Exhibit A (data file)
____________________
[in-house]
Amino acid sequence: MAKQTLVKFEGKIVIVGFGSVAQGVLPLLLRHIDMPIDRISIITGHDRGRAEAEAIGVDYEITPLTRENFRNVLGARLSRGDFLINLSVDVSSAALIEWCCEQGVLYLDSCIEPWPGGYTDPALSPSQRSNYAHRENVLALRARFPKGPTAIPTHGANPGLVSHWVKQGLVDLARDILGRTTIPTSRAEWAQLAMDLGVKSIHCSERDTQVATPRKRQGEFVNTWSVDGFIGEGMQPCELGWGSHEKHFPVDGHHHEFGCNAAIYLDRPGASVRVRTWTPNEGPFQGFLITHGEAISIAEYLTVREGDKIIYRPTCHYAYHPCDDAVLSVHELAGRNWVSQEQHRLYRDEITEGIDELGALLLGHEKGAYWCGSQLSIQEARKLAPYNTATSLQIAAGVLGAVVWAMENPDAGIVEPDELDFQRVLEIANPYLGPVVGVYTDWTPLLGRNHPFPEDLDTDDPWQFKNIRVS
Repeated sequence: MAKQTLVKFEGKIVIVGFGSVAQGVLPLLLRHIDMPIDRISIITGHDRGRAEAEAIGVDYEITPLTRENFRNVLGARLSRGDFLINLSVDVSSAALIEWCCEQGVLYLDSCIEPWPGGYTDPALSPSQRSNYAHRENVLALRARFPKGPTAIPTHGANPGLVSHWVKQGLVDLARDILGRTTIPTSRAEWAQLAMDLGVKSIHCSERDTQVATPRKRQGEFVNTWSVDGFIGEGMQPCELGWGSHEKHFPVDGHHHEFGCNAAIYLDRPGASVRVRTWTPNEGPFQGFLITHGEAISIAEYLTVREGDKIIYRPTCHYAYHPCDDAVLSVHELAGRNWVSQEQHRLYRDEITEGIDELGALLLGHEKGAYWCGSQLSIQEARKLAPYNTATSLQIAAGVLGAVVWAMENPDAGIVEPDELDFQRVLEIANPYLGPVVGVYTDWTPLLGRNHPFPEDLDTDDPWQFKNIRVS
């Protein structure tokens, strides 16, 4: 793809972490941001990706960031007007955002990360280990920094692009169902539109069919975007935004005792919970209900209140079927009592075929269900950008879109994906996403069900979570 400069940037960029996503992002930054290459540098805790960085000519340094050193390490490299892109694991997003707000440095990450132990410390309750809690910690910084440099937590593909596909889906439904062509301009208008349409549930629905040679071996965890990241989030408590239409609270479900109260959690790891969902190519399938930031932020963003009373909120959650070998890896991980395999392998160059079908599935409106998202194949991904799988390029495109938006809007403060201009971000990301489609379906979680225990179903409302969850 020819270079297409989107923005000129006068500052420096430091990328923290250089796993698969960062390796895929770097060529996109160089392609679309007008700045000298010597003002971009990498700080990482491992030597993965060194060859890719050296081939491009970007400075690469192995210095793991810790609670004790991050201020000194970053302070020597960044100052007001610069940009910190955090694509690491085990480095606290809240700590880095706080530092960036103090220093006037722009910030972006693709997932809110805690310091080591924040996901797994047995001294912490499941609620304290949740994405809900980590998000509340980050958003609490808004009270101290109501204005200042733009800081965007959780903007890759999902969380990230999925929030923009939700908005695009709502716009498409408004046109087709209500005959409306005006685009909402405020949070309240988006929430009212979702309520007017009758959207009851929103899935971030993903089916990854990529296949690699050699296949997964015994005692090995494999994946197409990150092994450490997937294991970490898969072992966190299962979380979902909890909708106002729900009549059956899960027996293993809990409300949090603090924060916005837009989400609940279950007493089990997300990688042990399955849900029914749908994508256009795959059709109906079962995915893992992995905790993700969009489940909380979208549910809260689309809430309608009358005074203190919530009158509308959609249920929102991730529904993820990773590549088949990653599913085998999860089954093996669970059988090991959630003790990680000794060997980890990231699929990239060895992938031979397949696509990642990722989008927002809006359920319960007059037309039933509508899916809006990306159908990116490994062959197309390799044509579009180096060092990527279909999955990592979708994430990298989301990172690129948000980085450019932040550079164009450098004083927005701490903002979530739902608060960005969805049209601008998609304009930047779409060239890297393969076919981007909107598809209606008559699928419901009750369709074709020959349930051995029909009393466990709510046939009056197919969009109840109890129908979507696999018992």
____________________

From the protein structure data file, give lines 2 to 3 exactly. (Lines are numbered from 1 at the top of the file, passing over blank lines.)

Amino acid sequence: MAKQTLVKFEGKIVIVGFGSVAQGVLPLLLRHIDMPIDRISIITGHDRGRAEAEAIGVDYEITPLTRENFRNVLGARLSRGDFLINLSVDVSSAALIEWCCEQGVLYLDSCIEPWPGGYTDPALSPSQRSNYAHRENVLALRARFPKGPTAIPTHGANPGLVSHWVKQGLVDLARDILGRTTIPTSRAEWAQLAMDLGVKSIHCSERDTQVATPRKRQGEFVNTWSVDGFIGEGMQPCELGWGSHEKHFPVDGHHHEFGCNAAIYLDRPGASVRVRTWTPNEGPFQGFLITHGEAISIAEYLTVREGDKIIYRPTCHYAYHPCDDAVLSVHELAGRNWVSQEQHRLYRDEITEGIDELGALLLGHEKGAYWCGSQLSIQEARKLAPYNTATSLQIAAGVLGAVVWAMENPDAGIVEPDELDFQRVLEIANPYLGPVVGVYTDWTPLLGRNHPFPEDLDTDDPWQFKNIRVS
Repeated sequence: MAKQTLVKFEGKIVIVGFGSVAQGVLPLLLRHIDMPIDRISIITGHDRGRAEAEAIGVDYEITPLTRENFRNVLGARLSRGDFLINLSVDVSSAALIEWCCEQGVLYLDSCIEPWPGGYTDPALSPSQRSNYAHRENVLALRARFPKGPTAIPTHGANPGLVSHWVKQGLVDLARDILGRTTIPTSRAEWAQLAMDLGVKSIHCSERDTQVATPRKRQGEFVNTWSVDGFIGEGMQPCELGWGSHEKHFPVDGHHHEFGCNAAIYLDRPGASVRVRTWTPNEGPFQGFLITHGEAISIAEYLTVREGDKIIYRPTCHYAYHPCDDAVLSVHELAGRNWVSQEQHRLYRDEITEGIDELGALLLGHEKGAYWCGSQLSIQEARKLAPYNTATSLQIAAGVLGAVVWAMENPDAGIVEPDELDFQRVLEIANPYLGPVVGVYTDWTPLLGRNHPFPEDLDTDDPWQFKNIRVS